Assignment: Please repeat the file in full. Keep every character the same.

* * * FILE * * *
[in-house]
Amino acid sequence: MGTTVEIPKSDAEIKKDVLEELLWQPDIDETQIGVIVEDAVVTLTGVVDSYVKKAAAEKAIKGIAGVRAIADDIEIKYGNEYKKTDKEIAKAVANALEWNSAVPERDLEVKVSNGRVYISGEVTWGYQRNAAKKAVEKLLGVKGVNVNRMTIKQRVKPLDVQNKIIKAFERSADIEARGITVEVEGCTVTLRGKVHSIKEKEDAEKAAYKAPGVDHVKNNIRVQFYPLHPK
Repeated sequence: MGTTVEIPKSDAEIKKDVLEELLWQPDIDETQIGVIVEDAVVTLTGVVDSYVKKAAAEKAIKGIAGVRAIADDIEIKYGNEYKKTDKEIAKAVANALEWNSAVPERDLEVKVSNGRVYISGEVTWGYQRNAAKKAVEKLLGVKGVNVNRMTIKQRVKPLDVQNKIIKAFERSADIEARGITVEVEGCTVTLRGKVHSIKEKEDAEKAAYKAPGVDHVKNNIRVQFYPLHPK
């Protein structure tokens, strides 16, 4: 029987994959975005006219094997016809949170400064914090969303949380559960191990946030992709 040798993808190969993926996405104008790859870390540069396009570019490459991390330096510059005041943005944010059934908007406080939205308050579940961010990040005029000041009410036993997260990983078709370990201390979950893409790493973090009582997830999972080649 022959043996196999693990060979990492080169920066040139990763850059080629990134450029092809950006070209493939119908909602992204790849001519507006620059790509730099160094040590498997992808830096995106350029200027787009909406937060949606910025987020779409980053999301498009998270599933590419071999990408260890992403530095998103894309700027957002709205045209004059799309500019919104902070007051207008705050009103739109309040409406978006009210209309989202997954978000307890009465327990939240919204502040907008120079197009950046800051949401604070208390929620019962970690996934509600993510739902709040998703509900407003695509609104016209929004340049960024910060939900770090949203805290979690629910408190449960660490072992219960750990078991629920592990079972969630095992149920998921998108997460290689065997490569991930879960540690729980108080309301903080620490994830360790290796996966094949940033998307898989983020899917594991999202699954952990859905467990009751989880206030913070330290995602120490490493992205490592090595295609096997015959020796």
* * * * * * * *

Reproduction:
[in-house]
Amino acid sequence: MGTTVEIPKSDAEIKKDVLEELLWQPDIDETQIGVIVEDAVVTLTGVVDSYVKKAAAEKAIKGIAGVRAIADDIEIKYGNEYKKTDKEIAKAVANALEWNSAVPERDLEVKVSNGRVYISGEVTWGYQRNAAKKAVEKLLGVKGVNVNRMTIKQRVKPLDVQNKIIKAFERSADIEARGITVEVEGCTVTLRGKVHSIKEKEDAEKAAYKAPGVDHVKNNIRVQFYPLHPK
Repeated sequence: MGTTVEIPKSDAEIKKDVLEELLWQPDIDETQIGVIVEDAVVTLTGVVDSYVKKAAAEKAIKGIAGVRAIADDIEIKYGNEYKKTDKEIAKAVANALEWNSAVPERDLEVKVSNGRVYISGEVTWGYQRNAAKKAVEKLLGVKGVNVNRMTIKQRVKPLDVQNKIIKAFERSADIEARGITVEVEGCTVTLRGKVHSIKEKEDAEKAAYKAPGVDHVKNNIRVQFYPLHPK
């Protein structure tokens, strides 16, 4: 029987994959975005006219094997016809949170400064914090969303949380559960191990946030992709 040798993808190969993926996405104008790859870390540069396009570019490459991390330096510059005041943005944010059934908007406080939205308050579940961010990040005029000041009410036993997260990983078709370990201390979950893409790493973090009582997830999972080649 022959043996196999693990060979990492080169920066040139990763850059080629990134450029092809950006070209493939119908909602992204790849001519507006620059790509730099160094040590498997992808830096995106350029200027787009909406937060949606910025987020779409980053999301498009998270599933590419071999990408260890992403530095998103894309700027957002709205045209004059799309500019919104902070007051207008705050009103739109309040409406978006009210209309989202997954978000307890009465327990939240919204502040907008120079197009950046800051949401604070208390929620019962970690996934509600993510739902709040998703509900407003695509609104016209929004340049960024910060939900770090949203805290979690629910408190449960660490072992219960750990078991629920592990079972969630095992149920998921998108997460290689065997490569991930879960540690729980108080309301903080620490994830360790290796996966094949940033998307898989983020899917594991999202699954952990859905467990009751989880206030913070330290995602120490490493992205490592090595295609096997015959020796």